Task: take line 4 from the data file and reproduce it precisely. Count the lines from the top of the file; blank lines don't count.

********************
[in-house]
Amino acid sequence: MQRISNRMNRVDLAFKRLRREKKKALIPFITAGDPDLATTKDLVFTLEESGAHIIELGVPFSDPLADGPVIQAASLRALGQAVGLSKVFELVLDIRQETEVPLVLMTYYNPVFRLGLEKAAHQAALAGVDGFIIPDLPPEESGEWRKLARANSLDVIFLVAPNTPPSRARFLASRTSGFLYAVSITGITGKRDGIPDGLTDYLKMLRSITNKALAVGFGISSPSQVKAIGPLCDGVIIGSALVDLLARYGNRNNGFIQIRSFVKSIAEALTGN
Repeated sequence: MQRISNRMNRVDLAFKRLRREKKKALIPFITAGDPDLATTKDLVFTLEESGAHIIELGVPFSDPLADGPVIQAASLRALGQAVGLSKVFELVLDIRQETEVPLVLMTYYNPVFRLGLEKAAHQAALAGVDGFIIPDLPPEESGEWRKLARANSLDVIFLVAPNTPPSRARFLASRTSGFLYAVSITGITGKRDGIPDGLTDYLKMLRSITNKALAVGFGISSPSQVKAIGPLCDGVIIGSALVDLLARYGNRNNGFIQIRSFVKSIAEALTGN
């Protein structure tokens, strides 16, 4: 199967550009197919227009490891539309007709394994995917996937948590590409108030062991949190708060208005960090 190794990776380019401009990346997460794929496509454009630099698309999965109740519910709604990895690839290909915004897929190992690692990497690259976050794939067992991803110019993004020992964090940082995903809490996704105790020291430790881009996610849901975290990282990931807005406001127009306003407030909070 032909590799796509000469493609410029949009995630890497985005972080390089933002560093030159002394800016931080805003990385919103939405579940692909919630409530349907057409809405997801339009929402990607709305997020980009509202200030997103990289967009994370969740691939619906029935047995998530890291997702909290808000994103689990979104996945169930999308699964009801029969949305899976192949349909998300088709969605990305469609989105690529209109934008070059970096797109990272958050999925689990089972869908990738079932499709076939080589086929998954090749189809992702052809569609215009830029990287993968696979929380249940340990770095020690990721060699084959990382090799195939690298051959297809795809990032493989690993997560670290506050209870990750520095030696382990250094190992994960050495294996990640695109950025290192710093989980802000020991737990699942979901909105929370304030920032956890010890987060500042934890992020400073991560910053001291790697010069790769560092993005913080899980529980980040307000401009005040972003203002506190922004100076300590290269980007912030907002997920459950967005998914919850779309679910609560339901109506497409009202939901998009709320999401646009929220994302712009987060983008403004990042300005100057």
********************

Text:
């Protein structure tokens, strides 16, 4: 199967550009197919227009490891539309007709394994995917996937948590590409108030062991949190708060208005960090 190794990776380019401009990346997460794929496509454009630099698309999965109740519910709604990895690839290909915004897929190992690692990497690259976050794939067992991803110019993004020992964090940082995903809490996704105790020291430790881009996610849901975290990282990931807005406001127009306003407030909070 032909590799796509000469493609410029949009995630890497985005972080390089933002560093030159002394800016931080805003990385919103939405579940692909919630409530349907057409809405997801339009929402990607709305997020980009509202200030997103990289967009994370969740691939619906029935047995998530890291997702909290808000994103689990979104996945169930999308699964009801029969949305899976192949349909998300088709969605990305469609989105690529209109934008070059970096797109990272958050999925689990089972869908990738079932499709076939080589086929998954090749189809992702052809569609215009830029990287993968696979929380249940340990770095020690990721060699084959990382090799195939690298051959297809795809990032493989690993997560670290506050209870990750520095030696382990250094190992994960050495294996990640695109950025290192710093989980802000020991737990699942979901909105929370304030920032956890010890987060500042934890992020400073991560910053001291790697010069790769560092993005913080899980529980980040307000401009005040972003203002506190922004100076300590290269980007912030907002997920459950967005998914919850779309679910609560339901109506497409009202939901998009709320999401646009929220994302712009987060983008403004990042300005100057």